Permits to build houses and apartments were approved at a seasonally adjusted annual rate of 1.034 million, the Commerce Department said Tuesday. That's 6.2 percent higher than the September rate of 974,000 and the fastest since June 2008, just before the peak of the financial crisis.
Nearly all of the increase was for multi-family homes, a part of residential construction that reflects rentals and can be volatile from month to month. Those permits rose 15.3 percent to a rate of 414,000, also the fastest since June 2008. Plans for construction in the U.S. south drove much of the increase.
Permits for single-family houses, which make up roughly two-thirds of the market, rose 0.8 percent to a rate of 620,000. That's still slightly below the August pace of 627,000. And it suggests that higher prices and borrowing costs are weakening buyer demand.
Data on homes started in October and September were not included in Tuesday's report. Those figures have been delayed because of the government shutdown and will be released on Dec. 18 with the November home construction report.
The increase in permits suggests those figures will rise. And it indicates that "housing construction will make a much bigger contribution" to economic growth in the final quarter of the year, said Ian Shepherdson, chief economist at Pantheon Macroeconomics.
But the sales of single-family homes could soon slow in the coming months, if developers don't see greater demand soon, Shepherdson said.
"The flat trend in single-family is ominous," he said in a client note.
Construction of apartments has increased in the aftermath of the Great Recession, as the rate of homeownership has fallen from its 2006 peak of 69 percent to 64 percent. Lingering unemployment and stagnant incomes for millions of Americans have increased demand for rentals, which are at their lowest vacancy rates since early 2001.
Builders are also benefiting from a low supply of homes for sale, which has increased prices for sellers.
The rise in permits also suggests builders mostly shrugged off the partial government shutdown, which lasted from Oct. 1 through Oct. 16. The shutdown was blamed for delaying the release of the October and September housing data. And it continued to effect the government's reporting on homes started for those months.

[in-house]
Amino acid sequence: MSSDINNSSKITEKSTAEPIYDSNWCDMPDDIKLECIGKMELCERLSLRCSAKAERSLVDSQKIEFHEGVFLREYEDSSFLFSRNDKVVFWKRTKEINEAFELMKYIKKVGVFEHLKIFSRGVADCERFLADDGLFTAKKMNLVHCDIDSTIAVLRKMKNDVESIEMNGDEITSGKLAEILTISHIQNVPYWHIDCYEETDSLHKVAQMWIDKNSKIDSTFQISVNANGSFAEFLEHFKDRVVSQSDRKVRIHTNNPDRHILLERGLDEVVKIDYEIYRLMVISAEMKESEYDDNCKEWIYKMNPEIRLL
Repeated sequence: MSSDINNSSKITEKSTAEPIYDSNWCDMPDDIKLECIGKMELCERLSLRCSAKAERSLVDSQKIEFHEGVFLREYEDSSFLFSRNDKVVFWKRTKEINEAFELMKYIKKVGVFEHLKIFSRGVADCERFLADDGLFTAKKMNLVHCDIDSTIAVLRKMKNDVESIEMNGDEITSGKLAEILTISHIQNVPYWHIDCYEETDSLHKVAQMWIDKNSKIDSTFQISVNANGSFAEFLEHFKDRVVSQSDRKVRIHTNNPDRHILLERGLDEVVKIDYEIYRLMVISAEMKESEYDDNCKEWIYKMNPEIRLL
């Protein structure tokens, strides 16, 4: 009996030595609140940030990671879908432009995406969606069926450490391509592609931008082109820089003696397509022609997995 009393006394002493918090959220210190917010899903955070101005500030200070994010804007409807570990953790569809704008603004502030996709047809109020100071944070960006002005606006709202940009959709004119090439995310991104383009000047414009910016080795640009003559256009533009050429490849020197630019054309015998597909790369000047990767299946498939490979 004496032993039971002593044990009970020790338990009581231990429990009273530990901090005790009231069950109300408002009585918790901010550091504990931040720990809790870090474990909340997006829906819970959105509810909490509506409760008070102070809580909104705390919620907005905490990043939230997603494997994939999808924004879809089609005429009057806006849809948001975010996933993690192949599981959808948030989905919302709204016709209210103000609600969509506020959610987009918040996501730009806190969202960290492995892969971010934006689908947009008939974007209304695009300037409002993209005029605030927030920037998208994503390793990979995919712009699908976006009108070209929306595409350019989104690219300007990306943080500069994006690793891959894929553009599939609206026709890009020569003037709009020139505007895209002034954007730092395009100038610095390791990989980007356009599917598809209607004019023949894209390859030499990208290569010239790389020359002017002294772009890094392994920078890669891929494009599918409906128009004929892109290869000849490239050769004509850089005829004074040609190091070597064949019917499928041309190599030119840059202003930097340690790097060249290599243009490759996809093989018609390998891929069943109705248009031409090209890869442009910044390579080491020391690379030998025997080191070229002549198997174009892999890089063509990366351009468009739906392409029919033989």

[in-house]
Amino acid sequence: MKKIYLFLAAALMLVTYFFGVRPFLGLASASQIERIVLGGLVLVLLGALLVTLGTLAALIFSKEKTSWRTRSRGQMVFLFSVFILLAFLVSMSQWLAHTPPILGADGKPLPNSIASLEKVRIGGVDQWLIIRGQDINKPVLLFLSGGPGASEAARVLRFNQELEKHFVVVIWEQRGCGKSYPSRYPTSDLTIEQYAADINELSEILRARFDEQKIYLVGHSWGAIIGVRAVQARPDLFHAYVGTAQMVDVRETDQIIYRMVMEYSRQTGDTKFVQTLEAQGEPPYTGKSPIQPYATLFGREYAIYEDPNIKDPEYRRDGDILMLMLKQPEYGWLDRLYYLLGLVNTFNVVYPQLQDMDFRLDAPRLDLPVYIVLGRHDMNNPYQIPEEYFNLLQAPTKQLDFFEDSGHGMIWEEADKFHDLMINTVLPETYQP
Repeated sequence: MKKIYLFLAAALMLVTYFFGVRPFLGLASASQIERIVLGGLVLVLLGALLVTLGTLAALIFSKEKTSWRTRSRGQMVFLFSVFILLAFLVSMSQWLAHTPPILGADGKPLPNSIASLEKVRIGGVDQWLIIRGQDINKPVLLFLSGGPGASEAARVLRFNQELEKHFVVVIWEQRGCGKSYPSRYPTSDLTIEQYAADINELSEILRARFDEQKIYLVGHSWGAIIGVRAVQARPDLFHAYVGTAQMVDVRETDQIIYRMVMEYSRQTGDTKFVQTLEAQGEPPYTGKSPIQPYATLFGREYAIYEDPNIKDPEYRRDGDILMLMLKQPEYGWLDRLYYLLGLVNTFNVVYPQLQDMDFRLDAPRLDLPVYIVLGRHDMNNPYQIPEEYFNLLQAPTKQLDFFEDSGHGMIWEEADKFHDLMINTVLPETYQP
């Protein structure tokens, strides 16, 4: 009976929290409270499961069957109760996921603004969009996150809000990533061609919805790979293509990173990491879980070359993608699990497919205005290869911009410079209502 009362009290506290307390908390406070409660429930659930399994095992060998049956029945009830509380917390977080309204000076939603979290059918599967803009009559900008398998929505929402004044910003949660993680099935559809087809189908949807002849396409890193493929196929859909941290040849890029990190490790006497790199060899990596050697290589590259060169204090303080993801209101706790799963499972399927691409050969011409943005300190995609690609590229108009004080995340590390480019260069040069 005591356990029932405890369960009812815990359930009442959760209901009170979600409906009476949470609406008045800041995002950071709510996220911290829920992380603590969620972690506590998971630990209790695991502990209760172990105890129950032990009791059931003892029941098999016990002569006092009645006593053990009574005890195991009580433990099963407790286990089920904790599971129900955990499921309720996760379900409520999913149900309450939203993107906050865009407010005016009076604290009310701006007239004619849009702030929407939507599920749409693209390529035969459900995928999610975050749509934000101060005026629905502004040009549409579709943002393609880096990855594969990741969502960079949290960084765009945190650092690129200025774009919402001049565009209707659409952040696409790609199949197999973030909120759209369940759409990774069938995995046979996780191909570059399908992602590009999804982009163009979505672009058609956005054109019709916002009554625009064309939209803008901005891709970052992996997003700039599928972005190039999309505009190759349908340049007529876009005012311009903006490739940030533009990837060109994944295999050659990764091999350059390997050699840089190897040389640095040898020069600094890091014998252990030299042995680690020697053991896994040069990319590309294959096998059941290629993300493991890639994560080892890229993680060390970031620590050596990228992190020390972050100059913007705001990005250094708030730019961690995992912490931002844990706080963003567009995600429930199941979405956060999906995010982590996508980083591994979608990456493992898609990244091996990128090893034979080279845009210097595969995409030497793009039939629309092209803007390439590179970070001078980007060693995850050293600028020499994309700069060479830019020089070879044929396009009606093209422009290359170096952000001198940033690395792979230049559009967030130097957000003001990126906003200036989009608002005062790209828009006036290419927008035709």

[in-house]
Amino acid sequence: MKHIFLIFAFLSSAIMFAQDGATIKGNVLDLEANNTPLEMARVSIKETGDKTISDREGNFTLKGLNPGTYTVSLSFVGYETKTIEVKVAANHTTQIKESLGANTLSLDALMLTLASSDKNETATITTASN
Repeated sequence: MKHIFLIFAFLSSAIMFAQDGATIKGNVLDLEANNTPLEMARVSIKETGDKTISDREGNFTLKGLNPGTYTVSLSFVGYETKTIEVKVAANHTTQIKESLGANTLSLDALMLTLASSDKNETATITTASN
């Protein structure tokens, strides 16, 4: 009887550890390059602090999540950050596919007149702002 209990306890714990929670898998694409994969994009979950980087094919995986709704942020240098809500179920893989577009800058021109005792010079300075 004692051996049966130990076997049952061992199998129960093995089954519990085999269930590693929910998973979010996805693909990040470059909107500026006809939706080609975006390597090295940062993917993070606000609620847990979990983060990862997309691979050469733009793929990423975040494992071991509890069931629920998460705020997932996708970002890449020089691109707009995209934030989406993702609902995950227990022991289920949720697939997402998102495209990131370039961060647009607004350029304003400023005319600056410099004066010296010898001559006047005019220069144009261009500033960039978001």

Most economists expect the housing recovery will withstand an increase in borrowing costs. But the higher costs have slowed home sales in recent months.
Fixed mortgage rates have risen almost a full percentage point since late May, when borrowing costs were near record lows. Last week, the average on the 30-year loan was 4.22 percent, according to mortgage buyer Freddie Mac.
Mortgage rates are still low by historical standards. And steady job gains have made it possible for more Americans to buy homes.
Homebuilder confidence tailed off slightly after the government closed in October, according to a survey by the National Association of Home Builders. Their optimism flagged slightly out of concern that the shutdown and possibility another fiscal crisis at the start of next year will keep potential homebuyers on the sideline.
Though new homes represent only a fraction of the housing market, they have an outsize impact on the economy. Each home built creates an average of three jobs for a year and generates about $90,000 in tax revenue, according to NAHB statistics.